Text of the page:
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Historical Insights The Panic of 1893

Ohio businessman Jacob Coxey led “Coxey’s Army,” which was officially known as the Army of the Commonwealth in Christ. 1894, Washington, D.C.. Credit: Fotosearch/Archive Photos/Getty Images

The Panic of 1893

Working-class Americans suffered from widespread unemployment after the Panic of 1893 led to the failure of 15,000 businesses.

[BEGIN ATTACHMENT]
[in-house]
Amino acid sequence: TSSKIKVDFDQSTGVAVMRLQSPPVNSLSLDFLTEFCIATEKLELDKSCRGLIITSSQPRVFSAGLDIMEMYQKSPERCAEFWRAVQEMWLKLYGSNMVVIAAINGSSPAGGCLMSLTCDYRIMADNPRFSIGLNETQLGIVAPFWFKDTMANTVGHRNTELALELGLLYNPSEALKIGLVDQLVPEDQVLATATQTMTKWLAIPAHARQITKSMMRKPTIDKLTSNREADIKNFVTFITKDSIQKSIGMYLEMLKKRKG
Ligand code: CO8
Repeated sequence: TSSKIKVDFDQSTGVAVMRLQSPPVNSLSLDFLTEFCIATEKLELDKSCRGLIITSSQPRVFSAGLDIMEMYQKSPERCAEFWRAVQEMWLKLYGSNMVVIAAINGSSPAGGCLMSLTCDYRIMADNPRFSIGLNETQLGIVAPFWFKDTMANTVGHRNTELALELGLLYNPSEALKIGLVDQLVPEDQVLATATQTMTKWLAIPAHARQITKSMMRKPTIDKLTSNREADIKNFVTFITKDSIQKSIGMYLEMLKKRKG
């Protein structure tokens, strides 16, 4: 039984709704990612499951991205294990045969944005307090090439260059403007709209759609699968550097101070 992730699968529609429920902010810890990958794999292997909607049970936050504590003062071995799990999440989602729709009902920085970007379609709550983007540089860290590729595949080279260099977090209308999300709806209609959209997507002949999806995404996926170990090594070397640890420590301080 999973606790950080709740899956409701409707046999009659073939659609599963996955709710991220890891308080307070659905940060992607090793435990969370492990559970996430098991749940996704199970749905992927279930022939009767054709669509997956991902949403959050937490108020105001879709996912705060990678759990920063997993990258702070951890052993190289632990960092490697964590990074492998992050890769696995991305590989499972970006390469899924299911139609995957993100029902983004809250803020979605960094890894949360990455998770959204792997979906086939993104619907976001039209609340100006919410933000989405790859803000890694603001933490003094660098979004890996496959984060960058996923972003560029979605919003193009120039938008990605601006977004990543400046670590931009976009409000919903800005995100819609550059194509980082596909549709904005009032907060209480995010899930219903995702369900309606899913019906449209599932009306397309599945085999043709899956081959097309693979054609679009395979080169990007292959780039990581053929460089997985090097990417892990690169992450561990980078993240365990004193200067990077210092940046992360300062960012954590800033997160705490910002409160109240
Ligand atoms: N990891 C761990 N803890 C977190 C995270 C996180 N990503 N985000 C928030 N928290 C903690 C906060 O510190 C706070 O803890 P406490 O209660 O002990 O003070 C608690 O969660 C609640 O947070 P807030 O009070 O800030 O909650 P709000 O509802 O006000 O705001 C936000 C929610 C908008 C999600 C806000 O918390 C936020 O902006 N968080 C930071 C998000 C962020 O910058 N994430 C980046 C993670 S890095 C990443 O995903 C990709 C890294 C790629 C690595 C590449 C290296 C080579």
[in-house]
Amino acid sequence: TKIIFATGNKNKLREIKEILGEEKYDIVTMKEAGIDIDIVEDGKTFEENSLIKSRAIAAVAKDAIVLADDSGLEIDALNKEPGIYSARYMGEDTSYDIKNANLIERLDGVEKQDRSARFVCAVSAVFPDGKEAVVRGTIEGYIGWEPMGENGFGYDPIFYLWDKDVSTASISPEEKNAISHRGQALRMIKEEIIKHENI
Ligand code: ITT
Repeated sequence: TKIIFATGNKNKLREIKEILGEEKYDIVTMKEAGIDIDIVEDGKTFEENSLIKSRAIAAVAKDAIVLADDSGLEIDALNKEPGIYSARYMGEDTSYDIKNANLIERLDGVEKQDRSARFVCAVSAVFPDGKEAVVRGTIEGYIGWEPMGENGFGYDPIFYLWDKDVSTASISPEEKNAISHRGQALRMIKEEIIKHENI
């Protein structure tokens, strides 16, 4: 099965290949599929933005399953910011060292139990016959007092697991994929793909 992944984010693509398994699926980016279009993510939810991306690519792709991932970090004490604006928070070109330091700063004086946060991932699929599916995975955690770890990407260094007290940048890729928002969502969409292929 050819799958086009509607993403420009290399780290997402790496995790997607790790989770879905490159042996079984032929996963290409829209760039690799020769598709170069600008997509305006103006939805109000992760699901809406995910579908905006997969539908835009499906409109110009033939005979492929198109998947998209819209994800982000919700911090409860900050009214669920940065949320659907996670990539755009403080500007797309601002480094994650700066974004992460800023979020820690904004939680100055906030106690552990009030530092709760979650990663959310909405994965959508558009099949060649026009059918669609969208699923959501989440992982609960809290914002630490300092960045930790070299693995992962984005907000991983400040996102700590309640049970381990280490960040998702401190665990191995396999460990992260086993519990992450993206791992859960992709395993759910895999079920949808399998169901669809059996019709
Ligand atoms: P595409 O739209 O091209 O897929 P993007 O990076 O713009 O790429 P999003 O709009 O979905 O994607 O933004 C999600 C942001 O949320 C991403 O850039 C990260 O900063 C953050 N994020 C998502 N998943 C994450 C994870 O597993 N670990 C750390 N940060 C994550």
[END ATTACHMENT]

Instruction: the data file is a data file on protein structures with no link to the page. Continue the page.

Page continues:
After the Panic of 1893 crippled the U.S. economy, the soon-to-be-famous author Jack London got caught in a web of financial distress. London became a hobo, wandering from town to town. He wrote about a court appearance on a vagrancy charge: “The bailiff said, ‘Vagrancy, your Honor,’ and his Honor said, ‘Thirty days.’ Thus it went like clockwork, 15 seconds to a hobo and 30 days.” During the economic crisis from 1893 to 1896, the unemployment rate ballooned to at least 25 percent. Homelessness and starvation followed for the working-class people of both industrial cities and depressed farms. The bankruptcy of the Reading Railroad led to the cascading failure of banks and businesses associated with the railroad. President Grover Cleveland’s lack of action to alleviate working-class distress inspired a protest march on Washington in 1894 by a group of unemployed laborers known as Coxey’s Army.